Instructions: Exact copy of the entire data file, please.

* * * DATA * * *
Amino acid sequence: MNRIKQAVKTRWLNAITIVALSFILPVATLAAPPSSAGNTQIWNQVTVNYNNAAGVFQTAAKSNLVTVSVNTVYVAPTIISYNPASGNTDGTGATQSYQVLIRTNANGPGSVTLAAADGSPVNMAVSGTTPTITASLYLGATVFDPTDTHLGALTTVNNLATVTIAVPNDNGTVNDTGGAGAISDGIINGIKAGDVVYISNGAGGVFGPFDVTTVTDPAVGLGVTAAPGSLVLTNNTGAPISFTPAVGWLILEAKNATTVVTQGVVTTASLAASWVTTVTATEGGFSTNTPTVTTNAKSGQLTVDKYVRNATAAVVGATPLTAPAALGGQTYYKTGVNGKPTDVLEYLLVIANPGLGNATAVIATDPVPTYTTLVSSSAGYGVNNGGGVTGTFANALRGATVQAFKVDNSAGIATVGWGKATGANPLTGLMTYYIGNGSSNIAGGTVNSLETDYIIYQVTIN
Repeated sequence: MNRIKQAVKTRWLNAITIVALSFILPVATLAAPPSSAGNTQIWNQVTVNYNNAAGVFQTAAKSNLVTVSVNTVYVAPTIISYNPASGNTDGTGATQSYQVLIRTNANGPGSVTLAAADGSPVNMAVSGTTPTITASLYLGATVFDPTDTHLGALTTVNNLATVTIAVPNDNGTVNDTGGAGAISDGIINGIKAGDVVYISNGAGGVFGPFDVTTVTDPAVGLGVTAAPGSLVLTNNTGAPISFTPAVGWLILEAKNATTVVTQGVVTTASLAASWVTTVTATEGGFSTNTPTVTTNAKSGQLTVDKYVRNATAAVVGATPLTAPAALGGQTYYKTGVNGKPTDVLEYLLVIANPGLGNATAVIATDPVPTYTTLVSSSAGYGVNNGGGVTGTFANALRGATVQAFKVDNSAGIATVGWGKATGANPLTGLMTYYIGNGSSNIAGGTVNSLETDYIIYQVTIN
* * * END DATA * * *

Amino acid sequence: MNRIKQAVKTRWLNAITIVALSFILPVATLAAPPSSAGNTQIWNQVTVNYNNAAGVFQTAAKSNLVTVSVNTVYVAPTIISYNPASGNTDGTGATQSYQVLIRTNANGPGSVTLAAADGSPVNMAVSGTTPTITASLYLGATVFDPTDTHLGALTTVNNLATVTIAVPNDNGTVNDTGGAGAISDGIINGIKAGDVVYISNGAGGVFGPFDVTTVTDPAVGLGVTAAPGSLVLTNNTGAPISFTPAVGWLILEAKNATTVVTQGVVTTASLAASWVTTVTATEGGFSTNTPTVTTNAKSGQLTVDKYVRNATAAVVGATPLTAPAALGGQTYYKTGVNGKPTDVLEYLLVIANPGLGNATAVIATDPVPTYTTLVSSSAGYGVNNGGGVTGTFANALRGATVQAFKVDNSAGIATVGWGKATGANPLTGLMTYYIGNGSSNIAGGTVNSLETDYIIYQVTIN
Repeated sequence: MNRIKQAVKTRWLNAITIVALSFILPVATLAAPPSSAGNTQIWNQVTVNYNNAAGVFQTAAKSNLVTVSVNTVYVAPTIISYNPASGNTDGTGATQSYQVLIRTNANGPGSVTLAAADGSPVNMAVSGTTPTITASLYLGATVFDPTDTHLGALTTVNNLATVTIAVPNDNGTVNDTGGAGAISDGIINGIKAGDVVYISNGAGGVFGPFDVTTVTDPAVGLGVTAAPGSLVLTNNTGAPISFTPAVGWLILEAKNATTVVTQGVVTTASLAASWVTTVTATEGGFSTNTPTVTTNAKSGQLTVDKYVRNATAAVVGATPLTAPAALGGQTYYKTGVNGKPTDVLEYLLVIANPGLGNATAVIATDPVPTYTTLVSSSAGYGVNNGGGVTGTFANALRGATVQAFKVDNSAGIATVGWGKATGANPLTGLMTYYIGNGSSNIAGGTVNSLETDYIIYQVTIN